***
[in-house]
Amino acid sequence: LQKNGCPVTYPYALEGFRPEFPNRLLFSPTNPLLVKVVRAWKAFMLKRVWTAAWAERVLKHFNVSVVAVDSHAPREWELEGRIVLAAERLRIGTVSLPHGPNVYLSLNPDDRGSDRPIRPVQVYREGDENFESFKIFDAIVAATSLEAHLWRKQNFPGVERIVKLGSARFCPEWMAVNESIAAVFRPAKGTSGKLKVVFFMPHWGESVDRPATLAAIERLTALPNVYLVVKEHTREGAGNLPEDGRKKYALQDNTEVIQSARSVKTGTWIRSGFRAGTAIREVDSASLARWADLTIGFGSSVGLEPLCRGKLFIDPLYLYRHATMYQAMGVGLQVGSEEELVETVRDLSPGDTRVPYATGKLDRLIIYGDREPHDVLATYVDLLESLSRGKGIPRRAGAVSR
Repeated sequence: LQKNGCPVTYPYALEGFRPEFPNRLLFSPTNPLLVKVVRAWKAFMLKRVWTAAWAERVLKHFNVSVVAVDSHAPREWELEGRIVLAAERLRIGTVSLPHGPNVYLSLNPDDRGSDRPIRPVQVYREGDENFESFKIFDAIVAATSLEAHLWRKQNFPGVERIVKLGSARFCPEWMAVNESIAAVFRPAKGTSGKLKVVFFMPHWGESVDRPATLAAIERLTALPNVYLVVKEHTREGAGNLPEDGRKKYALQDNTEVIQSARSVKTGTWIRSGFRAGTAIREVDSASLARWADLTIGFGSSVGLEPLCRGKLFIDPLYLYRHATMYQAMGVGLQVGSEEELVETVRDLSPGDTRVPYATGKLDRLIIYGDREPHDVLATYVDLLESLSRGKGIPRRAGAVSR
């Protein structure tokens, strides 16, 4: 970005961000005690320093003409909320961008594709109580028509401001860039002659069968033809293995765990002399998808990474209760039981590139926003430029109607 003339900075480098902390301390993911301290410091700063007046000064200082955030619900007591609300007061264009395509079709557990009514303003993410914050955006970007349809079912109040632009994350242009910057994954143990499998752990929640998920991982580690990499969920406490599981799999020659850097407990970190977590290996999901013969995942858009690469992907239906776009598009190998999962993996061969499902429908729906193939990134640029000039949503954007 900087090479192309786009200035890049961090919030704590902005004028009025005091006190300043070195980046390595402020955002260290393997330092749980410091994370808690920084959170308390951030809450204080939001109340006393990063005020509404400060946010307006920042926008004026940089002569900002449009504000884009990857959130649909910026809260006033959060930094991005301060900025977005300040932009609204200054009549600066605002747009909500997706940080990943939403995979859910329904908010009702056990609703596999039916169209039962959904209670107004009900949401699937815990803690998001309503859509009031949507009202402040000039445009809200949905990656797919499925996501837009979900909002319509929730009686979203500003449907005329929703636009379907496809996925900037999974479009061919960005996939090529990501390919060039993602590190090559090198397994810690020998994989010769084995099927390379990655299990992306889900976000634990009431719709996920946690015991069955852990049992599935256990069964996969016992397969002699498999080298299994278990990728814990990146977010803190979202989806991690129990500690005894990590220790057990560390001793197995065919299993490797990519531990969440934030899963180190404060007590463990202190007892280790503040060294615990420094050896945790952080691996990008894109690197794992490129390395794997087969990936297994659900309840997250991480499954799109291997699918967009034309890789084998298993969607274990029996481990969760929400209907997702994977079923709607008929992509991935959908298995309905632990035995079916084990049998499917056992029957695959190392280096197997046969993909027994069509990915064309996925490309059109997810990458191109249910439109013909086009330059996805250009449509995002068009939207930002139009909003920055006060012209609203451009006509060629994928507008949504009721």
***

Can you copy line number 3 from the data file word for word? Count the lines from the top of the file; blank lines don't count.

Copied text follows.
Repeated sequence: LQKNGCPVTYPYALEGFRPEFPNRLLFSPTNPLLVKVVRAWKAFMLKRVWTAAWAERVLKHFNVSVVAVDSHAPREWELEGRIVLAAERLRIGTVSLPHGPNVYLSLNPDDRGSDRPIRPVQVYREGDENFESFKIFDAIVAATSLEAHLWRKQNFPGVERIVKLGSARFCPEWMAVNESIAAVFRPAKGTSGKLKVVFFMPHWGESVDRPATLAAIERLTALPNVYLVVKEHTREGAGNLPEDGRKKYALQDNTEVIQSARSVKTGTWIRSGFRAGTAIREVDSASLARWADLTIGFGSSVGLEPLCRGKLFIDPLYLYRHATMYQAMGVGLQVGSEEELVETVRDLSPGDTRVPYATGKLDRLIIYGDREPHDVLATYVDLLESLSRGKGIPRRAGAVSR